Israel logged 3,947 new coronavirus cases Thursday, the highest number since September, as recent data by the Health Ministry showed the country's COVID infections are rising by most metrics.
The number of new coronavirus cases has more than doubled in the past three days. On Sunday, Israel recorded 1,805 new infections.
The R number – the average number of people each coronavirus carrier infects – also rose Thursday to 1.61, after climbing over the last few days, according to data released by the Health Ministry on Wednesday.
Any R number over 1 means the pandemic is spreading. The last time it indicated COVID was shrinking in Israel was more than a month ago.
As of Thursday morning, there are 96 COVID patients in serious condition, a number that has been steadily increasing since December 22. Out of these 96, 46 are in serious condition and 38 are on ventilators. Unvaccinated Israelis represent 31 percent of the population eligible for a vaccine, but they now constitute 78 percent of all serious cases.
From Wednesday night, vaccinated or recovered individuals who were exposed to COVID – without distinction between variants – will be able to take a rapid antigen test to be exempt from quarantine.
The policy shortens quarantine time for those infected with the omicron variant who have until now been made to enter a 14-day quarantine.
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The decision to discontinue distinguishing between variants was made following data showing that the omicron variant is set to become dominant in Israel within a few days. According to estimates, 90 percent of new cases will be omicron infections in less than two weeks.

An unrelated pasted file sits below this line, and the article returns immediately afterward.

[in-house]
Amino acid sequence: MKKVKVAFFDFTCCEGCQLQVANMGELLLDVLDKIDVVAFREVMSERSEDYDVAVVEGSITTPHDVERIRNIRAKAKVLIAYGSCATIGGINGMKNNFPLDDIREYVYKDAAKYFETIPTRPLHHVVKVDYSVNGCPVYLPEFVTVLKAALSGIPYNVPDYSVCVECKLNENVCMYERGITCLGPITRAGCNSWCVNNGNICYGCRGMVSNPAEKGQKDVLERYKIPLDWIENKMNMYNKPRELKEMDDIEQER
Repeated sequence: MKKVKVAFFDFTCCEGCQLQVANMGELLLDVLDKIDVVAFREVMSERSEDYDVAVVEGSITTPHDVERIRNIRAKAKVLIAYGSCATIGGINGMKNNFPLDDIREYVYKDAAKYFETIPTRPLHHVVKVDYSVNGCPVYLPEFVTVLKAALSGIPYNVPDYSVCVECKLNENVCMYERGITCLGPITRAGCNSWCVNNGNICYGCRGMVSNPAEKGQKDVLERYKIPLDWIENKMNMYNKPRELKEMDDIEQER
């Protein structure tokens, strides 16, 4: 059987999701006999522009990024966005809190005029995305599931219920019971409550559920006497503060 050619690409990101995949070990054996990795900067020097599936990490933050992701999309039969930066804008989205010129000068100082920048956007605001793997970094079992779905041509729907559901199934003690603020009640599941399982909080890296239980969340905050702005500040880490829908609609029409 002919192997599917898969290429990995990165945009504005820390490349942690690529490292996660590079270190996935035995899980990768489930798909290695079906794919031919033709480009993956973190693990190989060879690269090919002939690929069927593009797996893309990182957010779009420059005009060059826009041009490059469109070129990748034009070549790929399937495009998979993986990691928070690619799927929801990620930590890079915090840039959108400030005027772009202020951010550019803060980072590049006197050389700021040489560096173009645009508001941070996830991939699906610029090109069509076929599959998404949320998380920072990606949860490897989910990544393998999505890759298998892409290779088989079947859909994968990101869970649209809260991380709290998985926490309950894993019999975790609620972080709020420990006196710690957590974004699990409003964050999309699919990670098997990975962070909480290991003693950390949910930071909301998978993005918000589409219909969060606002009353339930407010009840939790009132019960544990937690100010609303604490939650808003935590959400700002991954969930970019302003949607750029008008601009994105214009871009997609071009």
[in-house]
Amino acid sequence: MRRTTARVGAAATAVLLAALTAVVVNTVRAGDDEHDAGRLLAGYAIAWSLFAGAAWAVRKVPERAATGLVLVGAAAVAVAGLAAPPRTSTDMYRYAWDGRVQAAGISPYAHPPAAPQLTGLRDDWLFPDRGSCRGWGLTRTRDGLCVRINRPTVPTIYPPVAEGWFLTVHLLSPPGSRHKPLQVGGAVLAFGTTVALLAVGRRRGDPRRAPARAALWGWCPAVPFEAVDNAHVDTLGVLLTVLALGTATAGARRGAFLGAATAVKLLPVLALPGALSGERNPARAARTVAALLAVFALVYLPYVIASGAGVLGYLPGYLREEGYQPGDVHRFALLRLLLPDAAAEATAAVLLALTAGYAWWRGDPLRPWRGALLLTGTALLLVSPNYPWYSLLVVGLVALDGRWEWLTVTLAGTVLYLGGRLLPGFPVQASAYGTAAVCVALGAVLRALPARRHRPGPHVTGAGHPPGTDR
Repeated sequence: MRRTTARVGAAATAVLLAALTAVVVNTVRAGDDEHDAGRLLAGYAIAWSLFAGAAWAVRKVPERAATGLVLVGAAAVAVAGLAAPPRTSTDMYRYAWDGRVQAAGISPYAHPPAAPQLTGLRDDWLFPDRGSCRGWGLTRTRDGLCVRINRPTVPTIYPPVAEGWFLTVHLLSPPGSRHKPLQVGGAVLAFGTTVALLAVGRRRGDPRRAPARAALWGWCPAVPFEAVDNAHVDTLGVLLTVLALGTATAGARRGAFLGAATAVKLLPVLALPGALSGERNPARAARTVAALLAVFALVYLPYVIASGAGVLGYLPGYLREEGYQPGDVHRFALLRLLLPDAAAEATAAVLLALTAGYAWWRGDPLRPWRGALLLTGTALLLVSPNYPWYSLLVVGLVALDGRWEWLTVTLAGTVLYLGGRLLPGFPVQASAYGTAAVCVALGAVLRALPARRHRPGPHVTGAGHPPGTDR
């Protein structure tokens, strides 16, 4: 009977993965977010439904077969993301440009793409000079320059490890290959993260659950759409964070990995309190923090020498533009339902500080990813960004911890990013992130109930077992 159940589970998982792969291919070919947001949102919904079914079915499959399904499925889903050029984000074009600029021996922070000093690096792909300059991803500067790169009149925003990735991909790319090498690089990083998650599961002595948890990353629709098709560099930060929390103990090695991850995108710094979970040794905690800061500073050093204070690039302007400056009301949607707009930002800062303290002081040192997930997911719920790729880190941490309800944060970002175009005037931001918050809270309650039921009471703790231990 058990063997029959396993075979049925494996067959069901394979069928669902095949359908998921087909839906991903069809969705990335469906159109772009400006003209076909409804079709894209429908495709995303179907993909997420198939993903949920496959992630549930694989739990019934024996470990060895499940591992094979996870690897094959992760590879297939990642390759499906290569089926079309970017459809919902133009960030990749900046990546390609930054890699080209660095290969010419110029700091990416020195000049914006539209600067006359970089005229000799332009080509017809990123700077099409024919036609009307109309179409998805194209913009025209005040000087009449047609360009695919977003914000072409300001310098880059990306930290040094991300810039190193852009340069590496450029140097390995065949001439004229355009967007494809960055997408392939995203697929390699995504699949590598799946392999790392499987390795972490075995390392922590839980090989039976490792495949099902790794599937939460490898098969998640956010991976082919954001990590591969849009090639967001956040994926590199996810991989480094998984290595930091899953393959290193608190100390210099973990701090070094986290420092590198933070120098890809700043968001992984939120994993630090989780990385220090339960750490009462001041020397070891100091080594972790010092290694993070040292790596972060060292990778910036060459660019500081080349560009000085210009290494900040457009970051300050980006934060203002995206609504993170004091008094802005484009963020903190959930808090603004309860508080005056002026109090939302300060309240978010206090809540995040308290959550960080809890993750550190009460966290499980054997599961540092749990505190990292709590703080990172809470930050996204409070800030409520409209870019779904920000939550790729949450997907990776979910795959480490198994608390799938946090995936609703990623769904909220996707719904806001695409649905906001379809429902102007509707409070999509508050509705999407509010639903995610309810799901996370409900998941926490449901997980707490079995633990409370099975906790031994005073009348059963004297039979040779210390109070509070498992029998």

On Thursday, the head of the Israeli army's coronavirus task force warned that Israel's healthcare system will "collapse" as omicron spreads across the country.
In addition, Israel's Health Ministry directed hospitals this week to prepare for a spike in the number of children in their COVID wards, due to omicron's rapid spread.
Over the past few days, about one third of those who tested positive for the virus – about 1,300 cases – are children. In Israel there are currently more than 2 million children aged 0 to 18 years. Of these, 730,000 are under 5 years old, and are therefore ineligible for inoculation. This leaves them particularly vulnerable, and even a fraction of a percentage of risk of hospitalization may greatly increase their presence in COVID wards in the event of a mass infection.